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Carbon Sequestration

CO2 Sequestration and Ehanced Oil Recovery (EOR)

Enhanced oil recovery increases the production of a well and extends its life.  By sequestering natural gas into producing oil fields companies can increase the output of the well by 30-60%, natural gas, CO2, and chemicals used in EOR decreases the viscosity of the oil and allow it to flow through the geologic formations where it is stored more easily. EOR and hydraulic fracturing or frac'ing has been responsible for the recent oil boom in the Bakken shale play creating more jobs and increased revenue for the state of Montana.

Bell Creek, PCOR

The Plains CO2 Reduction (PCOR) Partnership, led by the Energy & Environmental Research Center at the University of North Dakota is a collaboration of over 80 U.S. and Canadian stakeholders that is laying the groundwork for proactical and environmentally sound CO2 sequestration projects in the heartland of North America. Denbury Onshore LLC, working with PCOR has begun using a process known as CO2 enhanced oil recovery to increase production in underground oil reserves. It does this by decreasing the viscosity of the oil allowing it to flow more freely through the rock. It is implementing this process in the Belle Creek oil field in southeastern Montana that will add 35 million barrels and 20 years of production to the oil field. A 232-mile-long pipeline will deliver 1 million tons of CO2 a year from the Lost Cabin natural gas-processing facility in central Wyoming to the Belle Creek oil field. The pipeline is schedueled to be completed in December of 2012 and CO2 injection will begin shortly after. Denbury has teamed with PCOR to study CO2 as it is being pumped down into the Belle Creek oil field in hope that they will learn more about the oil field's capability for geologic sequestration storage.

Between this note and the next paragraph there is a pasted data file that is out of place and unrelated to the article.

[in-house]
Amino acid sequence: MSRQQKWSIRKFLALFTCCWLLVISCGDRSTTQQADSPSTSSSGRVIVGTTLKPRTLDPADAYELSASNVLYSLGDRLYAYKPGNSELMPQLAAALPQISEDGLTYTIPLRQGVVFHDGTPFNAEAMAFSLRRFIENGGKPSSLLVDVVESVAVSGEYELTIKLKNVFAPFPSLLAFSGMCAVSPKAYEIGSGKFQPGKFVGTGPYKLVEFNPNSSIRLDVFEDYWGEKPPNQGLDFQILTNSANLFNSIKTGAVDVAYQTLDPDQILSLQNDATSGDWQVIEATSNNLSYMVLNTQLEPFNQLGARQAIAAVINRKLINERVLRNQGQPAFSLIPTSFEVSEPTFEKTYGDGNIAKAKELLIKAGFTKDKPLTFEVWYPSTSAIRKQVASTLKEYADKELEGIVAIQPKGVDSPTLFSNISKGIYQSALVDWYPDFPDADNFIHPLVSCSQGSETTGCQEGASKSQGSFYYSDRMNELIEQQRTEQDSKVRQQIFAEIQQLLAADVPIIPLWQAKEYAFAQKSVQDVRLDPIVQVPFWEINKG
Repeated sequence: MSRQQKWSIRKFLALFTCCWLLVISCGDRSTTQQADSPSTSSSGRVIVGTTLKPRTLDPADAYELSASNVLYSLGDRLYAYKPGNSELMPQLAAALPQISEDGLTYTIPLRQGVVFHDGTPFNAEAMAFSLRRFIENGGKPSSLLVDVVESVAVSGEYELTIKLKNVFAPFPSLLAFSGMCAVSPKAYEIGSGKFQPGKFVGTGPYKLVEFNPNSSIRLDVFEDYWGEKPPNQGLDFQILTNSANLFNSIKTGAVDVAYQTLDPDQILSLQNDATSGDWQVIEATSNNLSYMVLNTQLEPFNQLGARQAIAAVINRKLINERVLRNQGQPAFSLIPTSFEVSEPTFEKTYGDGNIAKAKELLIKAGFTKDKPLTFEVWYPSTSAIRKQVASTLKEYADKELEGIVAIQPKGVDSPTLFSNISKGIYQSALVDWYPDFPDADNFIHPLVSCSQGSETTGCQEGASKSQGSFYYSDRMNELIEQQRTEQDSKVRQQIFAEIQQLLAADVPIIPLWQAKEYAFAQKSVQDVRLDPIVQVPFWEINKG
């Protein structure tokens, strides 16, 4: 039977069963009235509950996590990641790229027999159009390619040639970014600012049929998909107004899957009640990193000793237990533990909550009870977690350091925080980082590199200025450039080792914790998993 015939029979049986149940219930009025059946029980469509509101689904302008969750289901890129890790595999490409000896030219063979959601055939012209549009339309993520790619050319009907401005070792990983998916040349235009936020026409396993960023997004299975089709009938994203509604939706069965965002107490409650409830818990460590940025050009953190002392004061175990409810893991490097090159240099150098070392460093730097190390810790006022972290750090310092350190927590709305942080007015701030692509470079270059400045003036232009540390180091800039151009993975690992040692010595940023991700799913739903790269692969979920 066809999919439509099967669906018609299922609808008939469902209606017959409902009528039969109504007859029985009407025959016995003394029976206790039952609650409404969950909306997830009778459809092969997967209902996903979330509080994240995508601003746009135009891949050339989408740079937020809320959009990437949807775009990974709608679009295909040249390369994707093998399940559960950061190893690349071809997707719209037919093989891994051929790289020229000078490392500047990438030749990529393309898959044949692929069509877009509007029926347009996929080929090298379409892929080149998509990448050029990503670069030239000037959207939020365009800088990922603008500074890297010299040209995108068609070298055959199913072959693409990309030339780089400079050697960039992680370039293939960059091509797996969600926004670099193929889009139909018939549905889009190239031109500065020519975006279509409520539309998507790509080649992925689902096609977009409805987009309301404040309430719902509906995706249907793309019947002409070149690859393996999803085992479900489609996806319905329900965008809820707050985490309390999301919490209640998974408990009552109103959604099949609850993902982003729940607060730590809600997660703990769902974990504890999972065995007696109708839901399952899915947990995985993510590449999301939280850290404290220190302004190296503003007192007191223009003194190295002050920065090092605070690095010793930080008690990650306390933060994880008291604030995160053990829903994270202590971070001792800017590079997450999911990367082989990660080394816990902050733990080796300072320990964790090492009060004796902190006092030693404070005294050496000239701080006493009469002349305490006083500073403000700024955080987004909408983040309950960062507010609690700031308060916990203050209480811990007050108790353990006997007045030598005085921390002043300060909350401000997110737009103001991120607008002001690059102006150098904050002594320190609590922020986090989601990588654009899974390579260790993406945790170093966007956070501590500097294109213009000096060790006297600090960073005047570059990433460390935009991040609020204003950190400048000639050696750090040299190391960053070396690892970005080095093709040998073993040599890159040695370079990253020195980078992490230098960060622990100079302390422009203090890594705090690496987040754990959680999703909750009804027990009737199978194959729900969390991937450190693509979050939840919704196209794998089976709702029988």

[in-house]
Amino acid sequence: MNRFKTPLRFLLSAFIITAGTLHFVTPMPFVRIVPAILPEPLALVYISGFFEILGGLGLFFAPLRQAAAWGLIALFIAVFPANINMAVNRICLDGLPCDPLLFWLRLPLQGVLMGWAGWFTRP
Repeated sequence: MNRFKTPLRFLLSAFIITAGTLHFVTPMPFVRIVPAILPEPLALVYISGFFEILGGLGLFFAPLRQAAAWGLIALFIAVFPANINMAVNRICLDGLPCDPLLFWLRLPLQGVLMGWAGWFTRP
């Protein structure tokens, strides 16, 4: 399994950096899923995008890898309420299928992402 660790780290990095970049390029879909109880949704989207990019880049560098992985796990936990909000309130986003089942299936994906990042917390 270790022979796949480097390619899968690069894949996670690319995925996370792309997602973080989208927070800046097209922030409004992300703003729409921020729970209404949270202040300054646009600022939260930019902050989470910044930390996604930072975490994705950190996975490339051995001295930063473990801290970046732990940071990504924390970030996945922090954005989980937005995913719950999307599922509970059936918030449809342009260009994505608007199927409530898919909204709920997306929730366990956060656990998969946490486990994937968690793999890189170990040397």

Kevin Dome, BSCSP

The Big Sky Sequestration Partnership (BSCSP), located in Bozeman at Montana State University (MSU) is one of seven regional partnerships working under the Department of Energy's (DOE) Region Carbon Sequestration Partnership (RCSP). DOE has created a network of seven RCSPs to help develop the technology, infrastructure, and regulations to implement large scale CO2 sequestration in different regions and geologic formations with in the nation. BSCSP is currently working on a sequestration project located at Kevin Dome, a large underground geologic structure in Toole County in northern Montana. BSCSP hopes to show that the Kevin Dome is a safe and practicable site to store CO2. The project will produce 1 million tons of CO2 from a natural source within the dome that will be extracted and transported approximately 6 miles and re-injected  back deep into the ground. Scientists will closely monitor the geology, geochemistry, water quality and CO2 behavior. The project will toatla $67 million in federal funds and $18 million from private funds and employ over 100 workers. BSCSP is currently in the "site characterization" phase of the project. This phase includes project permitting, a 3-D seismic survey, environmental monitoring and site analysis, and geologic modeling and analysis. The information collected during this phase will guide well placement and modeling efforts as well as provide valuable information about the source of CO2 and its properties.